He saw opportunity in the waters of the Gulf of Maine, and he wanted to capitalize on it. So, he bought a boat, learned all he could about operating it and overseeing a crew. He began harvesting sea urchins and was able to lay down the foundation of his first business. For five years the operation was successful, but eventually the market became oversaturated and Howard knew he had to look to another venture for steady income.
Always looking for the next big thing, Howard saw opportunity in the emerging rock climbing industry. He sold his boat and other equipment and used the funds to pay for an investment in the Maine Rock Gym.
An oddly shaped building on Marginal Way in Portland became the basis for Howard’s newest company, which catered to the outdoors-inclined, and let him continue earning an income as his own boss while fulfilling his adventurous spirit. Howard built the gym himself, and he hired a skeleton crew to keep the operation going. But it did more than keep going — it grew to the point where Howard quickly knew he had to expand.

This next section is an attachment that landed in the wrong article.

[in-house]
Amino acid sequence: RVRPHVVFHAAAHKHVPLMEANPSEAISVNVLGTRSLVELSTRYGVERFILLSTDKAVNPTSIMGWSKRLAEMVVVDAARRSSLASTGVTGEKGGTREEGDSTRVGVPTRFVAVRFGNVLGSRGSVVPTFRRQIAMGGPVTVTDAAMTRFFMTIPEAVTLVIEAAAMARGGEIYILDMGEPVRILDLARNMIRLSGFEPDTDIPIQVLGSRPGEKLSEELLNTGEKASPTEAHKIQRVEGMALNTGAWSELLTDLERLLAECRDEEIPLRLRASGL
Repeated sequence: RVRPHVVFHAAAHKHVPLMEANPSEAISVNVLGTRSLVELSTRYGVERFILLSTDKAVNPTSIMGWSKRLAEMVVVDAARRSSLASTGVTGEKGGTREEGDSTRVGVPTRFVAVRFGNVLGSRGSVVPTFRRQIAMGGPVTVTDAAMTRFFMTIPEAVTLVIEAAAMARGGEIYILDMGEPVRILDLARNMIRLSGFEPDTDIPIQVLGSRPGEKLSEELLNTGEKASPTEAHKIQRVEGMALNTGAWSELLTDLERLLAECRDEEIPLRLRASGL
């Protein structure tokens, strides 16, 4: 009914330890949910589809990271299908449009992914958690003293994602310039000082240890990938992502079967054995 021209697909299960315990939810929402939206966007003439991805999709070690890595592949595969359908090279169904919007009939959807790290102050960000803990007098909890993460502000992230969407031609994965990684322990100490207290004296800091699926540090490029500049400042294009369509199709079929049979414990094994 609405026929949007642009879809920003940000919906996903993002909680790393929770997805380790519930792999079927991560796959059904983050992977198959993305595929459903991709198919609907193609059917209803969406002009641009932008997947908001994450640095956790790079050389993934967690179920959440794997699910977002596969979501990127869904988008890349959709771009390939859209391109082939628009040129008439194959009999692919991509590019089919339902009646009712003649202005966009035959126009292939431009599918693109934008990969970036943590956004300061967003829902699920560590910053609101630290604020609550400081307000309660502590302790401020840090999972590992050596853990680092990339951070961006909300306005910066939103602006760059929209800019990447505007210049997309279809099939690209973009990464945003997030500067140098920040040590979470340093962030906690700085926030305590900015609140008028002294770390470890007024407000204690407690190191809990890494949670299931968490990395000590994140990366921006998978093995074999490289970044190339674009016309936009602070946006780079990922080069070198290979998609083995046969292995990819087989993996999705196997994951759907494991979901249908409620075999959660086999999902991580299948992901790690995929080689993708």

He wanted to stay in the fitness and adventure sector, so around 2015 he decided to expand the Maine Rock Gym into a facility with a full range of fitness activities — EVO Rock + Fitness. Some of the new offerings included yoga, event planning and fitness education, to give his customers an experience beyond rock climbing. At the time, it wasn’t a franchise, but Howard obtained a licensing agreement that gave him the ability to use the brand name.
While Howard was growing the Maine Rock Gym, he soon caught wind of another opportunity that would allow him to jump right into another emerging industry — hydroponics.
In 1995, hydroponic agriculture was still a relatively fringe sector in Maine, but one that Howard knew he should take a chance on. He bought a 6000-square-foot greenhouse and started with just tomatoes.